Born in Igbogun, one of the mangrove villages that borders Ogun and Lagos Sate, young Salawa Abeni‘s life started out hard: as one of the several children in a polygamous family, hers took a sad turn that her other siblings – her mother was sickly and she was sent off to work as a housemaid in the closest big town to her village, Epe. Although her father did not particularly care about education, the ‘guardian’ saw to it that she at least got the basic primary education.
But she had a gift that was spotted early by her minders: her melodious voice was perfect for ‘Waka’, the indigenous traditional Yoruba music sung mostly by women.
The genre had become widely popular in the proceeding decades, pioneered by Alhaja Batile Alake. As matter of fact, Batile Alake was one of the musicians that entertained Queen Elizabeth II during her visit to Nigeria in 1956.
In the ’60s and ’70s however, Waka was slightly overshadowed by the newer Fuji and Juju sounds. King Sunny Ade, Ebenezer Obey, Sikiru Ayinde Barrister and so many others had broken out and were becoming stars while Waka was relegated to women’s gatherings and such like.
Salawa knew she wanted to be like the stars she heard on radio but her childlike mind could not even fathom how that was going to happen. Nobody could have: she was a barely educated child, far from the city centre where things could happen.
But she found happiness whenever she could sing, either she was playing with her mates or attending the ‘asalatu’ prayers at the local mosque. Soon she began singing at parties and social gatherings of the mosque women.
Around 1974, she was spotted by Lateef Adepoju, a businessman with interest in music. He was attracted to the raw talent in the young girl performing so freely and prodigiously at an event in Lagos.
After months of negotiation with her parents who felt (rightly so) that their daughter was too young to be exposed to the uneasy world of music entertainment, she eventually was signed to Adepoju’s Leader Records.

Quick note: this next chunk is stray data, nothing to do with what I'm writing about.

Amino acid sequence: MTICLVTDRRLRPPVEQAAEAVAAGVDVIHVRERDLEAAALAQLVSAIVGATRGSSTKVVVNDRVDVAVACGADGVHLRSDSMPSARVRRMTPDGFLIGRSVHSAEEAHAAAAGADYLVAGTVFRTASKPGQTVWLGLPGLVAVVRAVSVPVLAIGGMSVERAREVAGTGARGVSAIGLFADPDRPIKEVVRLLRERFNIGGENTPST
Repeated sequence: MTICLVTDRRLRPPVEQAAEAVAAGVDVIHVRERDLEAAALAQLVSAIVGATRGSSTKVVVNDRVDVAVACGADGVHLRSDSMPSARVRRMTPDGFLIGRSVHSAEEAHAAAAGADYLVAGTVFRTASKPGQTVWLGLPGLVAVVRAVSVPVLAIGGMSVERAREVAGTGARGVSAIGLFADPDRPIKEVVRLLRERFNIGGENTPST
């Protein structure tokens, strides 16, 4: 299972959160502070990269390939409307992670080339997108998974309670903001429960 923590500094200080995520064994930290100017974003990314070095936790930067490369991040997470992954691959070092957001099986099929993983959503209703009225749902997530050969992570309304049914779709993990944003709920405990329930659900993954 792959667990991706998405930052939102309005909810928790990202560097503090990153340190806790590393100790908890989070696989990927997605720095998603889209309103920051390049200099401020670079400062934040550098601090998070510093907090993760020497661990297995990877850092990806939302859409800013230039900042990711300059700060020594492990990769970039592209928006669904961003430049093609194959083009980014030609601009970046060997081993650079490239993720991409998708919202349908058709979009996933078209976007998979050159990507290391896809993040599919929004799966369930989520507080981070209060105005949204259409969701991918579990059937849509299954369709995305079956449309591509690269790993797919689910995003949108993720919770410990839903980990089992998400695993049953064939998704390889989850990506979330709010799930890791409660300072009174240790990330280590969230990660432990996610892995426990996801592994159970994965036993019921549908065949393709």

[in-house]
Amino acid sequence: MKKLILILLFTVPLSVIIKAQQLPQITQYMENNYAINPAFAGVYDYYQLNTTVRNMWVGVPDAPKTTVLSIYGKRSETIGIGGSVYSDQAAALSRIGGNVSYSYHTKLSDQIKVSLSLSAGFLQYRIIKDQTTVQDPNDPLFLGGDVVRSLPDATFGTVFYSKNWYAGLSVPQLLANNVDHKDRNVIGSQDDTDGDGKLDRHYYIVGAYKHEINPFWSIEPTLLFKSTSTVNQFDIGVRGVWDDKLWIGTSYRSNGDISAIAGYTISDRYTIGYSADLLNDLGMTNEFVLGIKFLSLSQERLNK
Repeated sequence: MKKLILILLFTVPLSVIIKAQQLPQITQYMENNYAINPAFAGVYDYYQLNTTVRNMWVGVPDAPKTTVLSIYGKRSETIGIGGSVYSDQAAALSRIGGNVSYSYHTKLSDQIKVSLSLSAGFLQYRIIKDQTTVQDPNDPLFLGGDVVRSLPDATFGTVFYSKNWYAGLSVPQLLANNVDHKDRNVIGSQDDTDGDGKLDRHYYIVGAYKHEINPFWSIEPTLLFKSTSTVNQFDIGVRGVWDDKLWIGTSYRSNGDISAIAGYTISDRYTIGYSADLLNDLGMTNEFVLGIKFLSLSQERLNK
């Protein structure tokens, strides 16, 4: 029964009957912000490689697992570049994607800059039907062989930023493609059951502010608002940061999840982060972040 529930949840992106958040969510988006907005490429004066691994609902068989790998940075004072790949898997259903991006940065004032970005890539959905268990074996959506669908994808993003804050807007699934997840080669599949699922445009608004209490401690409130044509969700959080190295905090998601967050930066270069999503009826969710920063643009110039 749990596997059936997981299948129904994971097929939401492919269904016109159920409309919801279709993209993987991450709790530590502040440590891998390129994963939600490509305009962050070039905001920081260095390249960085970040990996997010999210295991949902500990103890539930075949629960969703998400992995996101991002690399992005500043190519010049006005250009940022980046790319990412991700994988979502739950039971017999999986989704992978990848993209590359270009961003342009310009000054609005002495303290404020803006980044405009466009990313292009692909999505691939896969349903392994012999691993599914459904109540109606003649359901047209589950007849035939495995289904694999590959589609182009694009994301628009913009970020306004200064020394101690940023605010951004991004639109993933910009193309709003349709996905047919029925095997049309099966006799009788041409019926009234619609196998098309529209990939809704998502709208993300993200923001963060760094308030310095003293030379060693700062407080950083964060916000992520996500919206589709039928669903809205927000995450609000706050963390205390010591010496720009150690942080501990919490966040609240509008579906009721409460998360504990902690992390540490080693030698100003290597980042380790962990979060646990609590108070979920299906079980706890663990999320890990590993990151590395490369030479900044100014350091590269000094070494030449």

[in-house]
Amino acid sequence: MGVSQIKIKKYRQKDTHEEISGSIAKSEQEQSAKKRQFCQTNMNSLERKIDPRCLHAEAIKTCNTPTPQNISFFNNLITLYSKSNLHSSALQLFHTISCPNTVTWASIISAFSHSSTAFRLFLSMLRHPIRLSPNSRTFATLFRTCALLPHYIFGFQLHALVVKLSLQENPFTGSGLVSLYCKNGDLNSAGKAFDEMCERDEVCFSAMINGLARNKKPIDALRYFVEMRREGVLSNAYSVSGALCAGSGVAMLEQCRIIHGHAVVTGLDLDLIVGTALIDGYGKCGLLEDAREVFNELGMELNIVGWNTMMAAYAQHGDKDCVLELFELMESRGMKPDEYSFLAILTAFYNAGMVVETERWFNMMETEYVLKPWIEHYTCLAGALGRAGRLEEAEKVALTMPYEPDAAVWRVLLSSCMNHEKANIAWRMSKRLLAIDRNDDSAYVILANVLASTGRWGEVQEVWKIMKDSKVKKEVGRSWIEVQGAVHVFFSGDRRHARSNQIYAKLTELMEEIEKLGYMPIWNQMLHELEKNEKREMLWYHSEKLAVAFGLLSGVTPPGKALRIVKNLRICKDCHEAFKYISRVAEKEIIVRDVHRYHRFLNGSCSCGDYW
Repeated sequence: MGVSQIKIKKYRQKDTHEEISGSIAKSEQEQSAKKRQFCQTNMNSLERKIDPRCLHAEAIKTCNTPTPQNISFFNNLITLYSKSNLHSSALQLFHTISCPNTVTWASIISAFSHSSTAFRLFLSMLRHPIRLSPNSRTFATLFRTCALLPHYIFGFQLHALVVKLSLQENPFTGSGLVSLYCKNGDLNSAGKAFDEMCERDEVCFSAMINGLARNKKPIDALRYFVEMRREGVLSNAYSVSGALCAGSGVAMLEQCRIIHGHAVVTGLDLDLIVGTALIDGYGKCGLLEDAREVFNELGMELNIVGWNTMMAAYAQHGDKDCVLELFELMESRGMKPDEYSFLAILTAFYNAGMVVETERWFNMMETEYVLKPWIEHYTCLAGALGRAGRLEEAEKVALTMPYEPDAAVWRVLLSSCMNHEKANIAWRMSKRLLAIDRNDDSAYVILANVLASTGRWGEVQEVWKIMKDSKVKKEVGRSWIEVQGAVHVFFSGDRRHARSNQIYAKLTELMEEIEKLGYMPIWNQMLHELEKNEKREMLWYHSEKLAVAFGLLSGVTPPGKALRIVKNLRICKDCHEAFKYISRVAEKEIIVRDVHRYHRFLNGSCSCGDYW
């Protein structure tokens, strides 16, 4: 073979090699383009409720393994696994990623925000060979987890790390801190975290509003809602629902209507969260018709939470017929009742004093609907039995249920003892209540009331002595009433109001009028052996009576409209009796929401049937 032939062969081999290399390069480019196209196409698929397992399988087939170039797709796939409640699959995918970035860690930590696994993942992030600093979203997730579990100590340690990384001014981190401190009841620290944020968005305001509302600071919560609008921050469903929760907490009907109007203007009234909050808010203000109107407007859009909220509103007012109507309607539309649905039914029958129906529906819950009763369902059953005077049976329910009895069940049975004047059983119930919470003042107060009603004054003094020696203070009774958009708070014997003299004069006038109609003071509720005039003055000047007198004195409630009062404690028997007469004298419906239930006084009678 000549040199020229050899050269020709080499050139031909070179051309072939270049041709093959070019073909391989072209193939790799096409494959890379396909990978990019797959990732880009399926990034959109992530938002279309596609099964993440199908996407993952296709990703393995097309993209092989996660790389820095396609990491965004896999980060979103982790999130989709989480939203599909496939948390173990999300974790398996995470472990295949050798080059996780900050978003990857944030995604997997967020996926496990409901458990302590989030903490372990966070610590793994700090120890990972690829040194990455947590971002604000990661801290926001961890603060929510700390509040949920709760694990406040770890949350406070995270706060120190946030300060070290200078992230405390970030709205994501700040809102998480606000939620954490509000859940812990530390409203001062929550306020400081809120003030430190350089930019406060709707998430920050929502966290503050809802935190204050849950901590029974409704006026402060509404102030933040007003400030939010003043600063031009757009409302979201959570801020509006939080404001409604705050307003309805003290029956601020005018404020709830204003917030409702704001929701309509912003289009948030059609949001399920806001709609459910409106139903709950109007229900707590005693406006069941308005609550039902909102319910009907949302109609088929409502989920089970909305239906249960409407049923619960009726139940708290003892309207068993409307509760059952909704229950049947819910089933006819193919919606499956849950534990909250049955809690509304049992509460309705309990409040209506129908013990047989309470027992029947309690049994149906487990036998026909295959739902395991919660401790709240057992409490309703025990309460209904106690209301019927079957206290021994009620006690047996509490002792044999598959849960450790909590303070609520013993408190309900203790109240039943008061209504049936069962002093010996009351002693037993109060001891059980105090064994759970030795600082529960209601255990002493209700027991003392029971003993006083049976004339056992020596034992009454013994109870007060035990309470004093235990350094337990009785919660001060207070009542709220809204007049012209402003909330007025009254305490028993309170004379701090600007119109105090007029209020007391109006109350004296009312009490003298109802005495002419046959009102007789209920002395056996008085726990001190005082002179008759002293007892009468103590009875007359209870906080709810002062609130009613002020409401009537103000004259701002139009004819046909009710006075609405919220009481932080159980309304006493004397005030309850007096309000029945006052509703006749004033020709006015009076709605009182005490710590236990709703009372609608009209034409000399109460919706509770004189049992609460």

Her very first album on the label was her 1976 record, Late Murtala Muhammed, dedicated to the recently assassinated head of state. It sold over one million records, thrusting the teenager into instant stardom.
In later years, she disclosed that she saw very little of the proceeds of that record, along with 14 others she released under that label. But while her relationship with Lateef Adepoju and Leader Records lasted, she shone brightly despite competing with established male megastars that were making music at the time.
Like Shina Peters would do with Juju music years later, Salawa Abeni infused a contemporary touch into Waka music. Her youth made her appealing to the younger audience that did not care so much for ‘old women’s’ music.
She compared herself with Yvonne Chaka Chaka – and why not! She was a youthful musician who was in tune with what the youthful audience wanted. She even rode the Indian movie wave at the time and released an album called Indian Waka.
It was inevitable that such a young, single lady would be inundated with love proposals of all sorts. She began a love affair with Fuji star, ‘General Kollington’ Kolawole Ayinlawhich she suspended when she got married to her label boss.